Save Time and Reduce Risk By Managing Change in Complex Electrical Aerospace Projects to Overcome Failure (Part 2)
This is the second and final, in my series of posts that look at aspects of dealing with change in the aerospace industry. There is also a webinar to support this available to download on-demand and a YouTube preview to watch at the end of this post.
Last time I talked about the impact of failure and the process of detecting it, today I’m going to focus on resolving it.
Failure resolution through change – the easy way
Accepting failure in parts of the product development process and implementing a design process that allows you to easily and efficiently overcome these is critical. If a design failure occurs in a component used in a large project, the time to search every instance and update it with a new component can be very significant.
It definitely pays to have a design documentation structure that allows you to capture all instances of a given component and update them all at once – like that offered by our electrical E-CAD software E³.series.
In a large and complex project there will inevitably be large amounts of documentation in the form of design schematics, test and validation procedures and results. A failure anywhere in the design or process will involve all departments involved with the product or project; in effect the whole manufacturing process would have to start all over again.
You need to be able to manage this change in an effective and efficient way. If one single component failure has been detected, how do you know where else in the design that component is also used? Maybe that component is part of an assembly and the design elements could be placed on many sheets in the design. You should not have to search through hundreds of components or hundreds of sheets to find the component occurrences. You need a design tool that is object oriented, so the tool can easily identify the component by its class, attributes, or data model – like E³.series.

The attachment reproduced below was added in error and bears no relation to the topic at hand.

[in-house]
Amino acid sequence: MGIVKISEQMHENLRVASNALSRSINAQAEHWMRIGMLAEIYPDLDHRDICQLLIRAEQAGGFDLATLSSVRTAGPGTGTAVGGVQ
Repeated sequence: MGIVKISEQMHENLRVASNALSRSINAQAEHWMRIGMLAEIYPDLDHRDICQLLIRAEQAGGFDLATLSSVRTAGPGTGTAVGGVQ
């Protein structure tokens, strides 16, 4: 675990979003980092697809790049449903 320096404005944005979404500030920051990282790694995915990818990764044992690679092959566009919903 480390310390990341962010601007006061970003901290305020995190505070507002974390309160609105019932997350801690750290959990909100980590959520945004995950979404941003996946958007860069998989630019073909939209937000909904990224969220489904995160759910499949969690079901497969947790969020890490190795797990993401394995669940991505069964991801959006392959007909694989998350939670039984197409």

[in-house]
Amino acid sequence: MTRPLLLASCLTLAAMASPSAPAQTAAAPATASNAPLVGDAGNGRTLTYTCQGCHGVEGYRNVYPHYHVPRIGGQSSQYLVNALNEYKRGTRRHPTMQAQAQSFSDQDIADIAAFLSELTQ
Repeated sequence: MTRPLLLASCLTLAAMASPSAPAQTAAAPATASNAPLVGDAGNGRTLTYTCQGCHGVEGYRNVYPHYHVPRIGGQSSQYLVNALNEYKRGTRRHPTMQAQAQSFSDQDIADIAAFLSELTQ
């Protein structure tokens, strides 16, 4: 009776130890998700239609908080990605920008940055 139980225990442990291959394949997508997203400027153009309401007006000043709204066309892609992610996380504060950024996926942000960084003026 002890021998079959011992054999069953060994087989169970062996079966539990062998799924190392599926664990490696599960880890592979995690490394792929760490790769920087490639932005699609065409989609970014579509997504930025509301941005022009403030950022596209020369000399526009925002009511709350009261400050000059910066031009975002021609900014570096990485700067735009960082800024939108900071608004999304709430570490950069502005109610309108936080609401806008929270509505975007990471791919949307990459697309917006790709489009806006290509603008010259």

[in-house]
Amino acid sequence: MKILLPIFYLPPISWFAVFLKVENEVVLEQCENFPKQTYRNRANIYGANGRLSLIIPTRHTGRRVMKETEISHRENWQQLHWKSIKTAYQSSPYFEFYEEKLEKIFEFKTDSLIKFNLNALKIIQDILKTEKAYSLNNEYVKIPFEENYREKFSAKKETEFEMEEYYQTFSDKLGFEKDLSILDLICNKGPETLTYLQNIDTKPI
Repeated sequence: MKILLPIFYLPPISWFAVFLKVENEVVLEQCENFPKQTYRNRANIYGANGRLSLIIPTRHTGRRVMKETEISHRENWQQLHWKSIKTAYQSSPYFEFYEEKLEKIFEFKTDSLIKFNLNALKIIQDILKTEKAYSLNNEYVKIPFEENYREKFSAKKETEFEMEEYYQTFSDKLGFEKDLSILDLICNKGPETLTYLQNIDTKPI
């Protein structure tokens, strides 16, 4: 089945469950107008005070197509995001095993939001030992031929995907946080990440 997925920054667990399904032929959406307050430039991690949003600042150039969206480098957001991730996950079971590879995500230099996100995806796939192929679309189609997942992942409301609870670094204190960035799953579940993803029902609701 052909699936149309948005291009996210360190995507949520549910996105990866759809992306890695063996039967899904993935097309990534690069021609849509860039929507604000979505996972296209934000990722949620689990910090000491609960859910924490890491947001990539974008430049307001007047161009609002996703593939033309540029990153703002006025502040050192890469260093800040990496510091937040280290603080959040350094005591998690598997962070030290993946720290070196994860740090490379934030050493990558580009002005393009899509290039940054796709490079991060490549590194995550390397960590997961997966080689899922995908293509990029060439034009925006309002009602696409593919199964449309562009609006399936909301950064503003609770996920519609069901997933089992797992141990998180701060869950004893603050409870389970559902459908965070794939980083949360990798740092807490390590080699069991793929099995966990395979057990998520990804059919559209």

Any change made anywhere in the design will be then occur on every instance throughout the design – now that’s time saving on a big scale.
Tracing failures throughout all versions and revisions
If the change is made, how do you know where these have taken place? There can be many occurrences of a failed component. If the change is complex, even with the best will in the world, some changes could be lost, should you be under pressure to implement the modifications to the design as quickly as possible. So you need a revision management tool that can track the changes as they occur, and when finished and issued, be able to reproduce the changes in a textual, graphical and tabular form for quality assurance purposes – this will enable accurate, and efficient documentation of the change.
The problem may become more complex if the change happens where there are variations or options on the product – you now need an efficient option and variant capability within the tool, meaning that any variation or option to the design can be selected or de-selected during the design process or indeed during the change process.
During the on-demand version of the webinar on this topic, I’ll be showing you have to identify, and resolve failures within the design environment, using E³.series to illustrate my points. Why not go and check it out? Below is a preview of this webinar:
- Read the previous post Save Time and Reduce Risk By Managing Change in Complex Electrical Aerospace Projects to Overcome Failure (Part 1)
- Find out more about the other aerospace electrical design webinars available on-demand
Related Products and Resources
E3.series is a Windows-based, scalable, easy-to-learn system for the design of wiring and control systems, hydraulics and pneumatics. The out-of-the-box solution includes schematic (for circuit and fluid diagrams), cable (for advanced electrical and fluid design), panel (for cabinet and panel layout), and formboard (for 1:1 wiring harness manufacturing drawings). Integrated with MCAD, E3.series is a complete design engineering solution from concept through physical realization and manufacturing output.